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Ultrafast Flame-Induced Pyrolysis of Poly(dimethylsiloxane) Foam Materials toward Exceptional Superhydrophobic Surfaces and Reliable Mechanical Robustness

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posted on 06.05.2021, 14:35 by Guo-Dong Zhang, Zhi-Hao Wu, Qiao-Qi Xia, Yong-Xiang Qu, Hong-Tao Pan, Wan-Jun Hu, Li Zhao, Kun Cao, Er-Yu Chen, Zhou Yuan, Jie-Feng Gao, Yiu-Wing Mai, Long-Cheng Tang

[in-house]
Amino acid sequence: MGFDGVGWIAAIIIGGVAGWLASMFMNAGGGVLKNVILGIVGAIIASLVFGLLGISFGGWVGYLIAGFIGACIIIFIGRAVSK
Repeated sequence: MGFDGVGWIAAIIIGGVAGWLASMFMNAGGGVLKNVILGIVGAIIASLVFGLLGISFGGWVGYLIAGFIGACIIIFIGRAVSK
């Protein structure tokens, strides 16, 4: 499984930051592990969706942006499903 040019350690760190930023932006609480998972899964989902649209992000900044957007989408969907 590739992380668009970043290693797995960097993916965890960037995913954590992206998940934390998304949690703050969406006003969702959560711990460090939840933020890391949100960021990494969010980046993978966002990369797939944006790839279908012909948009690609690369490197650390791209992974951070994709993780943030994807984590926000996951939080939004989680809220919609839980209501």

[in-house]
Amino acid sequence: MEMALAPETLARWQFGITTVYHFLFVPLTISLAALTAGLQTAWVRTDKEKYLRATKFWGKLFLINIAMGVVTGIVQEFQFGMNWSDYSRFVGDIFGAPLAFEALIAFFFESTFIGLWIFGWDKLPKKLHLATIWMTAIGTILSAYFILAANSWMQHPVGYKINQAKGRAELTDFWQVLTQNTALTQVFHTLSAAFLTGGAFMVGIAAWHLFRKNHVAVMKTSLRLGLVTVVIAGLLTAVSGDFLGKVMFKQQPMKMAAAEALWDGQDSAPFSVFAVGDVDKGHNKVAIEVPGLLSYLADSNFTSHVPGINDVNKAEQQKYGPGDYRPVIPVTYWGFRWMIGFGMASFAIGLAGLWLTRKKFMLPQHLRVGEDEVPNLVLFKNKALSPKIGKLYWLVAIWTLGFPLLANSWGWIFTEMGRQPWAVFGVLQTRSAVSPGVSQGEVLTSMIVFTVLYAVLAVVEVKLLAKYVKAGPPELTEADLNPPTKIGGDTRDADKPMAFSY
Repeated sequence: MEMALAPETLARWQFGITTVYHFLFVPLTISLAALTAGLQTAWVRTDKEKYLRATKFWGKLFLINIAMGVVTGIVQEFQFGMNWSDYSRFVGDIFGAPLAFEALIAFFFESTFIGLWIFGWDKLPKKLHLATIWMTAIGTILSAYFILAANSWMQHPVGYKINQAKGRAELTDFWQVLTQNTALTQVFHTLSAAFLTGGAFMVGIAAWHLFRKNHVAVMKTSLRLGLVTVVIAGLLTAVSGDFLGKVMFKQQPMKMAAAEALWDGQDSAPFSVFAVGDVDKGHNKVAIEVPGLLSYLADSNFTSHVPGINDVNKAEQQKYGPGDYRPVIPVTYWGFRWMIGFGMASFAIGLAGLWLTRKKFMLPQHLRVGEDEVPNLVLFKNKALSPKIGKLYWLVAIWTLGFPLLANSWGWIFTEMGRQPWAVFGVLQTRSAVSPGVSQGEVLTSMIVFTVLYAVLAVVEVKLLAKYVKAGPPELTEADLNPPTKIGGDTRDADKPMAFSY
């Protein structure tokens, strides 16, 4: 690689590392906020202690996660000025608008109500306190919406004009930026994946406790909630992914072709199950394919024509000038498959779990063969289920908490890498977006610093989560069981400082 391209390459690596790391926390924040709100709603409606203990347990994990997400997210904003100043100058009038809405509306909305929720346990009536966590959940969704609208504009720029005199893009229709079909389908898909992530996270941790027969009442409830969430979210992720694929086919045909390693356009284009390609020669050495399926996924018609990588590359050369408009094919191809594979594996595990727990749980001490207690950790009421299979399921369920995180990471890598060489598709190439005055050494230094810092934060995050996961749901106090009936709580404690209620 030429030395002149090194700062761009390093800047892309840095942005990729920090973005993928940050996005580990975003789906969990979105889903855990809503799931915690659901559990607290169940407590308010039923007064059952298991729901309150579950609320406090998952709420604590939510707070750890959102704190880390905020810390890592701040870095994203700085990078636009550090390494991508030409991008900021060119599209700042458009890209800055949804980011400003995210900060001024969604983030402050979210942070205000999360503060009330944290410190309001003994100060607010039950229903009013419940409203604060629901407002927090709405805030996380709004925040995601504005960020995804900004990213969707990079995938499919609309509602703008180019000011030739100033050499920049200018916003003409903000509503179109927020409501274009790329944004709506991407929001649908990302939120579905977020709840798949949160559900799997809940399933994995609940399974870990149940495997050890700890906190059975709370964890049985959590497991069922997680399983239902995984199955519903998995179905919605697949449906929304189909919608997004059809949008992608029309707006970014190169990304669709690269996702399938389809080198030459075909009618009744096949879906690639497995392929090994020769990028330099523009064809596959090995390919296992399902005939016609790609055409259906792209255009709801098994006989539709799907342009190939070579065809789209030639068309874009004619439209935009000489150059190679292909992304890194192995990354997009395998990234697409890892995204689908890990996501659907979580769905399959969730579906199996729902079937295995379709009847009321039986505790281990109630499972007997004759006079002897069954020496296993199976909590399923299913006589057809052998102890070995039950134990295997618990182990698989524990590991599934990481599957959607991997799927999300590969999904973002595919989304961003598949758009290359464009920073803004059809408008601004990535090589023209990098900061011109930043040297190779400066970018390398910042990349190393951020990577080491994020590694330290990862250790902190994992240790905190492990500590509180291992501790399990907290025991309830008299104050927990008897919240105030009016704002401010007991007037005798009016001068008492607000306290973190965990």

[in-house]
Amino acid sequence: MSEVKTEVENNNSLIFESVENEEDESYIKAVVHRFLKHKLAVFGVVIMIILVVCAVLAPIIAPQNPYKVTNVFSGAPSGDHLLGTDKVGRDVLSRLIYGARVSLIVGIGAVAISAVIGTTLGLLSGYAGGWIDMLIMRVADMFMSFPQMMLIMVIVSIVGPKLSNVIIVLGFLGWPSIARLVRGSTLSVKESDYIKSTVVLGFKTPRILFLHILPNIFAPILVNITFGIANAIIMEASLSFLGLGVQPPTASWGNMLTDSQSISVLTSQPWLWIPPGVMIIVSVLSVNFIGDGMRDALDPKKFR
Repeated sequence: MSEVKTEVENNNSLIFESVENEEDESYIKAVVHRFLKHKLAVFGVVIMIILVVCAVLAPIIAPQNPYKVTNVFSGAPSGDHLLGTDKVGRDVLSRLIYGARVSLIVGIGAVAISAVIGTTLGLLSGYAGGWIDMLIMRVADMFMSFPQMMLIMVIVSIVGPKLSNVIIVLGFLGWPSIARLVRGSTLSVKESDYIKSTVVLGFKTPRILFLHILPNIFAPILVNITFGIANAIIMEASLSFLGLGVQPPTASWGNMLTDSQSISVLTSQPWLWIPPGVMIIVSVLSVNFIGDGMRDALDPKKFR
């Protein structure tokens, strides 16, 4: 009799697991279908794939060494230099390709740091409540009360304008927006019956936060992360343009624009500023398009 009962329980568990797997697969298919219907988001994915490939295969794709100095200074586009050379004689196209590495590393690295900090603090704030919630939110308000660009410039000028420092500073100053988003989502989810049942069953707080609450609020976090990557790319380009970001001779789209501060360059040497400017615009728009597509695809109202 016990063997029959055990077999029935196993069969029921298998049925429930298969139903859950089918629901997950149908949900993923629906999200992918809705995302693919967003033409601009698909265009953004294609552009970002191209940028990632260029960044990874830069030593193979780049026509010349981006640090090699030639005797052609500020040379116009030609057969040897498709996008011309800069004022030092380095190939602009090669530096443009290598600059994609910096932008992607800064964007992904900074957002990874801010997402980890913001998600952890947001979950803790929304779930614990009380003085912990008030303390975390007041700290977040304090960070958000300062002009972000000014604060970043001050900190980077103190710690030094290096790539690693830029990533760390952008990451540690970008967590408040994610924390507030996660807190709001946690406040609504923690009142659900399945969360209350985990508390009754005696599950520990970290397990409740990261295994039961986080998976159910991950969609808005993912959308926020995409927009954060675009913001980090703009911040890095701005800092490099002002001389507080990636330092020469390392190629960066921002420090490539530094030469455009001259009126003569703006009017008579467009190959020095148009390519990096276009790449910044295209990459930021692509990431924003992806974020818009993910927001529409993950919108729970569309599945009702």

Superhydrophobic surfaces are imperative in flexible polymer foams for diverse applications; however, traditional surface coatings on soft skeletons are often fragile and can hardly endure severe deformation, making them unstable and highly susceptible to cyclic loadings. Therefore, it remains a great challenge to balance their mutual exclusiveness of mechanical robustness and surface water repellency on flexible substrates. Herein, we describe how robust superhydrophobic surfaces on soft poly­(dimethylsiloxane) (PDMS) foams can be achieved using an extremely simple, ultrafast, and environmentally friendly flame scanning strategy. The ultrafast flame treatment (1–3 s) of PDMS foams produces microwavy and nanosilica rough structures bonded on the soft skeletons, forming robust superhydrophobic surfaces (i.e., water contact angles (WCAs) > 155° and water sliding angles (WSAs) < 5°). The rough surface can be effectively tailored by simply altering the flame scanning speed (2.5–15.0 cm/s) to adjust the thermal pyrolysis of the PDMS molecules. The optimized surfaces display reliable mechanical robustness and excellent water repellency even after 100 cycles of compression of 60% strain, stretching of 100% strain, and bending of 90° and hostile environmental conditions (including acid/salt/alkali conditions, high/low temperatures, UV aging, and harsh cyclic abrasion). Moreover, such flame-induced superhydrophobic surfaces are easily peeled off from ice and can be healable even after severe abrasion cycles. Clearly, the flame scanning strategy provides a facile and versatile approach for fabricating mechanically robust and surface superhydrophobic PDMS foam materials for applications in complex conditions.